Online education is perceived flexible when compared to traditional classroom teaching. An instructor can engage the teaching in a flexible way. Students can construct questions and the instructor can obtain feedback from students. In traditional classroom teaching, students attend lectures, make notes, and ask questions in face-to-face teaching.[2]

Debate on effectiveness of videoconferencing tools is ongoing with a view that students taught using videoconferencing tools seemed less satisfied[4] in contrast to those taught by traditional classroom teaching and questions are also raised about student retention and lack of atmosphere for studying at home.[3],[5],[6] Irrespective of the medium by which students are taught whether traditional classroom/online if effectively applied will meet the desired outcome.

Students are well acquainted with online technology, but dental educators face the challenge in delivering the amount of study material in line with expectations of students. There is sufficient literature pertaining to perception, impact, and experiences of online e-teaching;[3],[7],[8],[9],[10],[11],[12] however, there are limited data assessing the ability of instructor in successfully conducting online e-teaching during COVID-19 crisis.

Thus, the above study was initiated to assess the effectiveness of online e-teaching in dental undergraduates during COVID-19.


  Materials and Methods Top


Ethical clearance was obtained from the Institutional Ethical Committee bearing protocol number (BDC/2943) to conduct the study. Dental students pursuing dentistry from dental colleges across North India were incorporated. 12-item online teaching effectiveness (OTE) scale was used to judge the effectiveness of online e-teaching [Appendix 1]. A cloud-based platform “SogoSurvey” was used in developing the OTE scale and the online questionnaire form was shared with undergraduates through social media tools (WhatsApp and e-mail). The participants responded to the questionnaire by opening the e-link (https://survey.sogosurvey.com/r/CMFQy.j). To maximize the responses, virtual sampling was deployed and students shared online surveys among their contacts via social media tools such as WhatsApp and e-mail. The estimated time to complete the online-survey was <4 min and responses were obtained within 2 weeks in July 2020.

The OTE scale[13] is based on four factors promoting student learning and building of knowledge.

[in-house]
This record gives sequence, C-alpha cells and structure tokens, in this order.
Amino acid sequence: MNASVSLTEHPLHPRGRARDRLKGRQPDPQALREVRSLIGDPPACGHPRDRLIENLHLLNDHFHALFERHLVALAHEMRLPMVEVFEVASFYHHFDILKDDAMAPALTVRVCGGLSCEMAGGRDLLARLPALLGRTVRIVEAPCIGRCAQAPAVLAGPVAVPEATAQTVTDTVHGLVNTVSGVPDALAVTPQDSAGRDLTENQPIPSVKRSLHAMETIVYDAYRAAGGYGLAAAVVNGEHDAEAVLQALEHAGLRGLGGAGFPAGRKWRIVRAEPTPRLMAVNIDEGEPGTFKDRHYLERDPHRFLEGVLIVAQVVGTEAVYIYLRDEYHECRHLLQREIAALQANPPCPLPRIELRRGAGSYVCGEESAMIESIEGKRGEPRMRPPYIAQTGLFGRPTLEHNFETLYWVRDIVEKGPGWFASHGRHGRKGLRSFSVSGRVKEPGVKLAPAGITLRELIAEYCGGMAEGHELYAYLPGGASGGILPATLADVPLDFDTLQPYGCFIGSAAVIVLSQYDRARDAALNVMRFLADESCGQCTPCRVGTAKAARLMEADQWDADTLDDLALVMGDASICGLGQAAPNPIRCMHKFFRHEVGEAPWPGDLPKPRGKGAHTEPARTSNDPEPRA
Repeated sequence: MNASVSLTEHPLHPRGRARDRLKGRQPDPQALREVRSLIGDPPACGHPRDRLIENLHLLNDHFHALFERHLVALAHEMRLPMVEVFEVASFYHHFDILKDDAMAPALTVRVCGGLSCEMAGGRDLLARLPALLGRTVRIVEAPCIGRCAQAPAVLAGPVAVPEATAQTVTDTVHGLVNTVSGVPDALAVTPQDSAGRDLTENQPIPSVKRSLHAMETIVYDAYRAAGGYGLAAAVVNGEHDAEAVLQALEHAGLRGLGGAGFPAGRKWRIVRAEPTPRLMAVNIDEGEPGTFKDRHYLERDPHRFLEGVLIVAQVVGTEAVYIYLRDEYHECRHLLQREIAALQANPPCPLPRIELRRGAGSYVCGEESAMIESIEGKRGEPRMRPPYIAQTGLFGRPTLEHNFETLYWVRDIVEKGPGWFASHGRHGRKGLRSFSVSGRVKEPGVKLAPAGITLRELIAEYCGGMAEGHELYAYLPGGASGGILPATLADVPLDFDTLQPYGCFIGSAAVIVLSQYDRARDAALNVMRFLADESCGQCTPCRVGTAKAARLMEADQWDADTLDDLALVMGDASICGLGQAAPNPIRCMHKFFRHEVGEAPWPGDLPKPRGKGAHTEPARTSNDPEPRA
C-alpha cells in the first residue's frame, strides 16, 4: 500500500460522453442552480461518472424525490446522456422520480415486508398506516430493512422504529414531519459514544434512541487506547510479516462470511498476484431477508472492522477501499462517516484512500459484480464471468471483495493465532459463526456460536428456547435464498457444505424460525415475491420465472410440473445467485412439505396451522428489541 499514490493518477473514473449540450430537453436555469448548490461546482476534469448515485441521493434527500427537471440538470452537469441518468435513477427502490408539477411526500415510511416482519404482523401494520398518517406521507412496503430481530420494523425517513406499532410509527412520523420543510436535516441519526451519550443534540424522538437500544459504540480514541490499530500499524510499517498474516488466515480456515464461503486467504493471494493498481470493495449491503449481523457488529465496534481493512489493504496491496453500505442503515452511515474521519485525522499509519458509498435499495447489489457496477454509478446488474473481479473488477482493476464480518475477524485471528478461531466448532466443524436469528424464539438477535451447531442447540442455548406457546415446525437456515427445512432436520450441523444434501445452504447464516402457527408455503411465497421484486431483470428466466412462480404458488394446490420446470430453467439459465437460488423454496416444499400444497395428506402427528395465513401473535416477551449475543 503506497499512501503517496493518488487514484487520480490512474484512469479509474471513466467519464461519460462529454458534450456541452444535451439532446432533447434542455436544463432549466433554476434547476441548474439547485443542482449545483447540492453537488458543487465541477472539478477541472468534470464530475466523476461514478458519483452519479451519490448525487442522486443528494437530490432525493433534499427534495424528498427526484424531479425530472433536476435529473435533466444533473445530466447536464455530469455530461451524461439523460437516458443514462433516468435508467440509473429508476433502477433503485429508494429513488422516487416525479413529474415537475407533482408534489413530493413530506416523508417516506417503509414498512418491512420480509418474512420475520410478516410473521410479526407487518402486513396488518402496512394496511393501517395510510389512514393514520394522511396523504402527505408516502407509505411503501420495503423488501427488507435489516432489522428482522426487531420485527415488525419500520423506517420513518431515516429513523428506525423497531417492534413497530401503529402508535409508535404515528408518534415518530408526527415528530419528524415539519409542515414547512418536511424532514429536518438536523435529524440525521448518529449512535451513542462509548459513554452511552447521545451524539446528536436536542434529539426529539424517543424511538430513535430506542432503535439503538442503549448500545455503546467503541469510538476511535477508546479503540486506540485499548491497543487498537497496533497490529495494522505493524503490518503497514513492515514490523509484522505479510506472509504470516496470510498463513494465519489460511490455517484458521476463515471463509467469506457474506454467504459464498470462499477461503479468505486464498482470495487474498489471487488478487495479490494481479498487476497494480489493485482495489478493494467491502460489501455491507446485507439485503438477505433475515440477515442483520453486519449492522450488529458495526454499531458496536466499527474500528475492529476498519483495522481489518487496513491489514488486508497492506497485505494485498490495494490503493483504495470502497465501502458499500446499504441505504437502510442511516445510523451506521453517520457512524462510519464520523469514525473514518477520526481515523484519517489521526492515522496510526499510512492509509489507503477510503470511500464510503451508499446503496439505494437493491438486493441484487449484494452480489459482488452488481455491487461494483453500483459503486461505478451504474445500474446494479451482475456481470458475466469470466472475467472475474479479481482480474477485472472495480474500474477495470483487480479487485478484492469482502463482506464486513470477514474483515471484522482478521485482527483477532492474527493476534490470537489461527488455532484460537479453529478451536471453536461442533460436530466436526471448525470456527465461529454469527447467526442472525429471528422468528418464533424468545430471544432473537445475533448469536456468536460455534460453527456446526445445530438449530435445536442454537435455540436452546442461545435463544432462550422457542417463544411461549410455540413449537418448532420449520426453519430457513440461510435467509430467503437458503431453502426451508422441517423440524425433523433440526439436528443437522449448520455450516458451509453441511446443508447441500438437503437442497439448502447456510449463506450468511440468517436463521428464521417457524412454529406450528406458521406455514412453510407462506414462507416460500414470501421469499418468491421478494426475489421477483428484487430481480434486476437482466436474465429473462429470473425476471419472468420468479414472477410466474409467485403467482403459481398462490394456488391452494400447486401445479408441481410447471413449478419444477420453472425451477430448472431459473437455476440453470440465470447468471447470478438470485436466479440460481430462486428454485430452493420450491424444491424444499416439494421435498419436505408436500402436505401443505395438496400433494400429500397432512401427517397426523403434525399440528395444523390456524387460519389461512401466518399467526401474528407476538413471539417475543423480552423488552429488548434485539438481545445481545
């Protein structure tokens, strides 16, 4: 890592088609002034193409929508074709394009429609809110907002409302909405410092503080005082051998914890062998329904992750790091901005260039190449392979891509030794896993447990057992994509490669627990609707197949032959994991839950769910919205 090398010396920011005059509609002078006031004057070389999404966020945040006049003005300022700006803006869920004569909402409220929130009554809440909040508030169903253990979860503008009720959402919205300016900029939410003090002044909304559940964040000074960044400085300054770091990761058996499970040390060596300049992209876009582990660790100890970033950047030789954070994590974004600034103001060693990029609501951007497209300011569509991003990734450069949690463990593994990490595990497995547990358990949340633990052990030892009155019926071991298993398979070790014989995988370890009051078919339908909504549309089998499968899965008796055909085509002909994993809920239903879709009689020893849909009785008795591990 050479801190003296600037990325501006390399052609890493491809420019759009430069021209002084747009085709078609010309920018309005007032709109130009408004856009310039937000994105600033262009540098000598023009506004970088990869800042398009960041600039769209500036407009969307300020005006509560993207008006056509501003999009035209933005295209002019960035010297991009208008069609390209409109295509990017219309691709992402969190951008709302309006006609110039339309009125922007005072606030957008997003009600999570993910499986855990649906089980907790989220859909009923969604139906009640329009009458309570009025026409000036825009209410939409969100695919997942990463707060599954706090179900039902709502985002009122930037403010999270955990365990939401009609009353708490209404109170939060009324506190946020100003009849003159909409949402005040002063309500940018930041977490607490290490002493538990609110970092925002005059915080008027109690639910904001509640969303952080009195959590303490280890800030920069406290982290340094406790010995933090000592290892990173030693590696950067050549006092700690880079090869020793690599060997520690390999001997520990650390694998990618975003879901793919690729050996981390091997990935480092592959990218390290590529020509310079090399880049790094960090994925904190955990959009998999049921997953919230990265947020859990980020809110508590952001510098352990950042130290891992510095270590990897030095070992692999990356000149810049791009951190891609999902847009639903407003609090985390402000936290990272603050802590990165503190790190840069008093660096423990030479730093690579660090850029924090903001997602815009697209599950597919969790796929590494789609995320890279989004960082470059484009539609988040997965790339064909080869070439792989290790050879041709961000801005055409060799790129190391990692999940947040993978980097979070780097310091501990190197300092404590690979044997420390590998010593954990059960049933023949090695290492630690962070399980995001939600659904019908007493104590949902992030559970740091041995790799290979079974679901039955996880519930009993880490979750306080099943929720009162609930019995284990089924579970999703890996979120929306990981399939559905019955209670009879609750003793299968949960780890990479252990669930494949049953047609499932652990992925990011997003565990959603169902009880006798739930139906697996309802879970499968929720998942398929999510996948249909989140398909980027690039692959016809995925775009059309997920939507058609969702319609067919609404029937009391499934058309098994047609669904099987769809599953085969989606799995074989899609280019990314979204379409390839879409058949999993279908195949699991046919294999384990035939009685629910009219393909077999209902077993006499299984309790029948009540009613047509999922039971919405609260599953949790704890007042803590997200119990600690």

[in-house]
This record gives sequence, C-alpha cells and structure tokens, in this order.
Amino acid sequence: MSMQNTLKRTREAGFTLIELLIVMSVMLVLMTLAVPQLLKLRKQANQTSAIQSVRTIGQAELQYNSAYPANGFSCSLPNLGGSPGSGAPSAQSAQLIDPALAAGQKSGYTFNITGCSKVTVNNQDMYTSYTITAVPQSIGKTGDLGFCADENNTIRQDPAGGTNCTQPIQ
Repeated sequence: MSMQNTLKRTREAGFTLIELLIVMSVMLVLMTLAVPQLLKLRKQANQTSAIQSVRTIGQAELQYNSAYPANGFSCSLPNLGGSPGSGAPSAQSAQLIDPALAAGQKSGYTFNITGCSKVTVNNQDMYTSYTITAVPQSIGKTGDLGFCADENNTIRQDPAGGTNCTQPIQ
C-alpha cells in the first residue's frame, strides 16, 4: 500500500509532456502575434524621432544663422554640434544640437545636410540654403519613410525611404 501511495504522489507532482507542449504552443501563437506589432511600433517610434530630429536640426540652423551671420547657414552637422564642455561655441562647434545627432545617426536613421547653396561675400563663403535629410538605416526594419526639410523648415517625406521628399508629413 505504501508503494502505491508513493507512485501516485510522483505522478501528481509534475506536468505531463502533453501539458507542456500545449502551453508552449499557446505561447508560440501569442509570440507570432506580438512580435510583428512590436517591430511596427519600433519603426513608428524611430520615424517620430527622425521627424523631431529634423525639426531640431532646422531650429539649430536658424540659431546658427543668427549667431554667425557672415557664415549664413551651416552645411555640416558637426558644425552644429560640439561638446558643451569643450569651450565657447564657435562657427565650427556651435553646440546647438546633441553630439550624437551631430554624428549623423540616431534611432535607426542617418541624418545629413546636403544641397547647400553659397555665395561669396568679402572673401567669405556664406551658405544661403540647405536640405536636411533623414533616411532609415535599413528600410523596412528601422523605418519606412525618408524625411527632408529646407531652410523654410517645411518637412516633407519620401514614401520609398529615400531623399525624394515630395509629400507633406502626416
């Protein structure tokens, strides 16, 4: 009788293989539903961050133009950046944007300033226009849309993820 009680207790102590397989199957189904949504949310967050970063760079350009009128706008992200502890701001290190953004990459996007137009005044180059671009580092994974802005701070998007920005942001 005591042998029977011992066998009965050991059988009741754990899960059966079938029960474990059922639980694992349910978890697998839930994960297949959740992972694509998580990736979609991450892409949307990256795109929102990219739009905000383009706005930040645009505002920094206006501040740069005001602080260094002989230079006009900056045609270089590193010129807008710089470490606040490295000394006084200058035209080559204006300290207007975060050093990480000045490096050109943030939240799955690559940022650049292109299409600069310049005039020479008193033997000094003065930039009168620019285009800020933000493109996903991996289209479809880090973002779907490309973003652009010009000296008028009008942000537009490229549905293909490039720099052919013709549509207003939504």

Four factors of OTE scale are as follows:

  1. Presence: Cultivating learning through social constructivism, effective communication, and quality instructional technique. Presence of strong social, cognitive, and teaching presence
  2. Engagement: Fostering engagement in the classroom and obtaining feedback
  3. Expertise: Demonstration of expertise in delivery of content and maintenance of technical expertise
  4. Facilitation: Conducting classroom interactions in implementing planned activities. Monitoring and supervision of learning process and managing communications.


Demographic details such as age, gender, and year of undergraduation were gathered. Responses of 12-item OTE scale were gathered on a 7-point Likert scale and responses ranked from 1= completely disagree to 6= completely agree.

Pretesting of 12-item OTE scale was conducted in a small sample and the internal consistency obtained was Cronbach's alpha (~0.89).

The data collected were analyzed using Statistical Package for the Social Sciences Version 21.0, Armonk, NY: IBM Corp.[14] Descriptive statistics was recorded in frequency and percentage. Comparison of student's response to effectiveness of online e-teaching was done by the analysis of variance (ANNOVA) in obtaining mean scores. The level of significance was set at P < 0.05.


  Results Top


There were 197 students who participated, but seven responses were incomplete and excluded; as a result, 190 responses were recorded yielding a 96.4% response rate. The mean age of participants was 22.2 (standard deviation: 1.08) years. About 15.8% (n = 30) of the respondents were in 2nd year, 41.5% (n = 79) enrolled in 3rd year, and 42.6%(n = 81) were final-year undergraduates.

42.6% (completely agree) to instructor sharing relevant professional experiences and 43.7% (completely agree) that instructor displayed enthusiasm for new mode of teaching. Instructor online material had a good presentation which was agreed by 41.6% of the participants. Similarly, more than one-third of the participants agree upon the effectiveness of the instructor to generate interest and presentation of materials in novel ways.

However less than one-third differed upon presentation of materials through meaningful examples. Proper scheduling of classes and meeting deadlines was agreed by students. Most of the students agreed upon the subject matter knowledge and instructor showing respect to students. Similarly, more than half of the participants agree that the instructor was able to meet up to their expectations. Timely responses to questions and doubts raised by students were met by the instructor. Engaging with students during offline was agreed by students [Table 1].